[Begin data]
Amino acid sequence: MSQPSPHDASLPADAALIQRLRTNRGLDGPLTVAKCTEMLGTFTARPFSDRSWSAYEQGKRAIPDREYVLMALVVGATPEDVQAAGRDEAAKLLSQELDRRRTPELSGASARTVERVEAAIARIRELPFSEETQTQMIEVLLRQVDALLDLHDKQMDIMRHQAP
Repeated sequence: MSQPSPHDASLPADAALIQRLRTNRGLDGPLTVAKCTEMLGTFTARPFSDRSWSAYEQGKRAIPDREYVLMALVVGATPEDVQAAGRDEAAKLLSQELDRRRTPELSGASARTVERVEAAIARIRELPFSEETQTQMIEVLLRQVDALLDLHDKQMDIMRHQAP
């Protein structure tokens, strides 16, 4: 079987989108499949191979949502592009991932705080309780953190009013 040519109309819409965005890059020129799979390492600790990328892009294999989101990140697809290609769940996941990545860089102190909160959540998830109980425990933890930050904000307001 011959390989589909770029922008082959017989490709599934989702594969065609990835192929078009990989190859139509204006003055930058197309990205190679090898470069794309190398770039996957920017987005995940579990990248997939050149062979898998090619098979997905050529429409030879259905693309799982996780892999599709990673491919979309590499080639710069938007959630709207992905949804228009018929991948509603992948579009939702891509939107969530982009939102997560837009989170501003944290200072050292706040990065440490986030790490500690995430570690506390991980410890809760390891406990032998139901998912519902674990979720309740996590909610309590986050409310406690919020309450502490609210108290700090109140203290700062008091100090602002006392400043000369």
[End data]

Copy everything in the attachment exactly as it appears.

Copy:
Amino acid sequence: MSQPSPHDASLPADAALIQRLRTNRGLDGPLTVAKCTEMLGTFTARPFSDRSWSAYEQGKRAIPDREYVLMALVVGATPEDVQAAGRDEAAKLLSQELDRRRTPELSGASARTVERVEAAIARIRELPFSEETQTQMIEVLLRQVDALLDLHDKQMDIMRHQAP
Repeated sequence: MSQPSPHDASLPADAALIQRLRTNRGLDGPLTVAKCTEMLGTFTARPFSDRSWSAYEQGKRAIPDREYVLMALVVGATPEDVQAAGRDEAAKLLSQELDRRRTPELSGASARTVERVEAAIARIRELPFSEETQTQMIEVLLRQVDALLDLHDKQMDIMRHQAP
């Protein structure tokens, strides 16, 4: 079987989108499949191979949502592009991932705080309780953190009013 040519109309819409965005890059020129799979390492600790990328892009294999989101990140697809290609769940996941990545860089102190909160959540998830109980425990933890930050904000307001 011959390989589909770029922008082959017989490709599934989702594969065609990835192929078009990989190859139509204006003055930058197309990205190679090898470069794309190398770039996957920017987005995940579990990248997939050149062979898998090619098979997905050529429409030879259905693309799982996780892999599709990673491919979309590499080639710069938007959630709207992905949804228009018929991948509603992948579009939702891509939107969530982009939102997560837009989170501003944290200072050292706040990065440490986030790490500690995430570690506390991980410890809760390891406990032998139901998912519902674990979720309740996590909610309590986050409310406690919020309450502490609210108290700090109140203290700062008091100090602002006392400043000369």